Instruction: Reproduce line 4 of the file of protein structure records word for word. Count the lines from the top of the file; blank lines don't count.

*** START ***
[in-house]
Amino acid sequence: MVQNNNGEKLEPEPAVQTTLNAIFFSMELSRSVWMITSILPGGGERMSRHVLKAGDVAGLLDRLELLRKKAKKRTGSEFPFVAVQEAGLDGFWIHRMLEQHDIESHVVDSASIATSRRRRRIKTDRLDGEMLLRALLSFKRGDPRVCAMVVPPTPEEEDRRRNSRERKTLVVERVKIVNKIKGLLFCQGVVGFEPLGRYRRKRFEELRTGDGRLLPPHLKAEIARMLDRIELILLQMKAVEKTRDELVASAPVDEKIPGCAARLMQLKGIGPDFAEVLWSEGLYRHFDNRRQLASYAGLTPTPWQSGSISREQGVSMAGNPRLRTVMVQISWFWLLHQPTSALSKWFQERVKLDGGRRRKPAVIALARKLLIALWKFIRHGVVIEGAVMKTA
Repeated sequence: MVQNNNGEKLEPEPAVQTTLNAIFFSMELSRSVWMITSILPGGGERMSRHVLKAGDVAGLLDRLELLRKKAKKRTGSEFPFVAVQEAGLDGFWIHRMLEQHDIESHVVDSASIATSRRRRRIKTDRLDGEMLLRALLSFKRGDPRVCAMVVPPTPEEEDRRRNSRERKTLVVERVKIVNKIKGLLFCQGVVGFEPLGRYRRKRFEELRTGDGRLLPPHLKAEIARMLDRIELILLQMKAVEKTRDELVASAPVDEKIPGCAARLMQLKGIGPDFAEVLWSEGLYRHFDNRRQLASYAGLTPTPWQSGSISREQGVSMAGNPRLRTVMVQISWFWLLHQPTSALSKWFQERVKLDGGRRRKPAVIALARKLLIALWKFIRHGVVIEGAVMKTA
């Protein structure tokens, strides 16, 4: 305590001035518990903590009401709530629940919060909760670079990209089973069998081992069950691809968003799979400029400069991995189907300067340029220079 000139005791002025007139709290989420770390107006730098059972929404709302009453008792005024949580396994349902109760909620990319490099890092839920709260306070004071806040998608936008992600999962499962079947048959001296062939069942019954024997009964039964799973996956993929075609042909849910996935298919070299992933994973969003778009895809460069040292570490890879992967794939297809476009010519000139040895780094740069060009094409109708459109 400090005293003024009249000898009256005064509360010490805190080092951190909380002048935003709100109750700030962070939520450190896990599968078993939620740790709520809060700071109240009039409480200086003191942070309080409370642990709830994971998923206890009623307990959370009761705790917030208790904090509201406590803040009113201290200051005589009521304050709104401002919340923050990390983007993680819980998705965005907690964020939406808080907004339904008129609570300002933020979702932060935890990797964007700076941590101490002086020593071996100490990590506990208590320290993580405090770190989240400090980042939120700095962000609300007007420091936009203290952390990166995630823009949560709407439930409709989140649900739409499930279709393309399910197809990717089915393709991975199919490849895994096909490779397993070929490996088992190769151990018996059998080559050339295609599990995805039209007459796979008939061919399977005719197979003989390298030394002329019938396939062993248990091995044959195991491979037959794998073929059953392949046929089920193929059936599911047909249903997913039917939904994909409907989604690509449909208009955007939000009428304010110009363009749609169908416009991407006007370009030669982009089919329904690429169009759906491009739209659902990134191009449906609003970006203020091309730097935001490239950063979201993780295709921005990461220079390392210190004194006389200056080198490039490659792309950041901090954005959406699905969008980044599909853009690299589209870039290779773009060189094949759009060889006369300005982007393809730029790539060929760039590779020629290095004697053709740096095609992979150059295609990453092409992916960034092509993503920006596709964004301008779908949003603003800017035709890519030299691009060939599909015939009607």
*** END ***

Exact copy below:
């Protein structure tokens, strides 16, 4: 305590001035518990903590009401709530629940919060909760670079990209089973069998081992069950691809968003799979400029400069991995189907300067340029220079 000139005791002025007139709290989420770390107006730098059972929404709302009453008792005024949580396994349902109760909620990319490099890092839920709260306070004071806040998608936008992600999962499962079947048959001296062939069942019954024997009964039964799973996956993929075609042909849910996935298919070299992933994973969003778009895809460069040292570490890879992967794939297809476009010519000139040895780094740069060009094409109708459109 400090005293003024009249000898009256005064509360010490805190080092951190909380002048935003709100109750700030962070939520450190896990599968078993939620740790709520809060700071109240009039409480200086003191942070309080409370642990709830994971998923206890009623307990959370009761705790917030208790904090509201406590803040009113201290200051005589009521304050709104401002919340923050990390983007993680819980998705965005907690964020939406808080907004339904008129609570300002933020979702932060935890990797964007700076941590101490002086020593071996100490990590506990208590320290993580405090770190989240400090980042939120700095962000609300007007420091936009203290952390990166995630823009949560709407439930409709989140649900739409499930279709393309399910197809990717089915393709991975199919490849895994096909490779397993070929490996088992190769151990018996059998080559050339295609599990995805039209007459796979008939061919399977005719197979003989390298030394002329019938396939062993248990091995044959195991491979037959794998073929059953392949046929089920193929059936599911047909249903997913039917939904994909409907989604690509449909208009955007939000009428304010110009363009749609169908416009991407006007370009030669982009089919329904690429169009759906491009739209659902990134191009449906609003970006203020091309730097935001490239950063979201993780295709921005990461220079390392210190004194006389200056080198490039490659792309950041901090954005959406699905969008980044599909853009690299589209870039290779773009060189094949759009060889006369300005982007393809730029790539060929760039590779020629290095004697053709740096095609992979150059295609990453092409992916960034092509993503920006596709964004301008779908949003603003800017035709890519030299691009060939599909015939009607």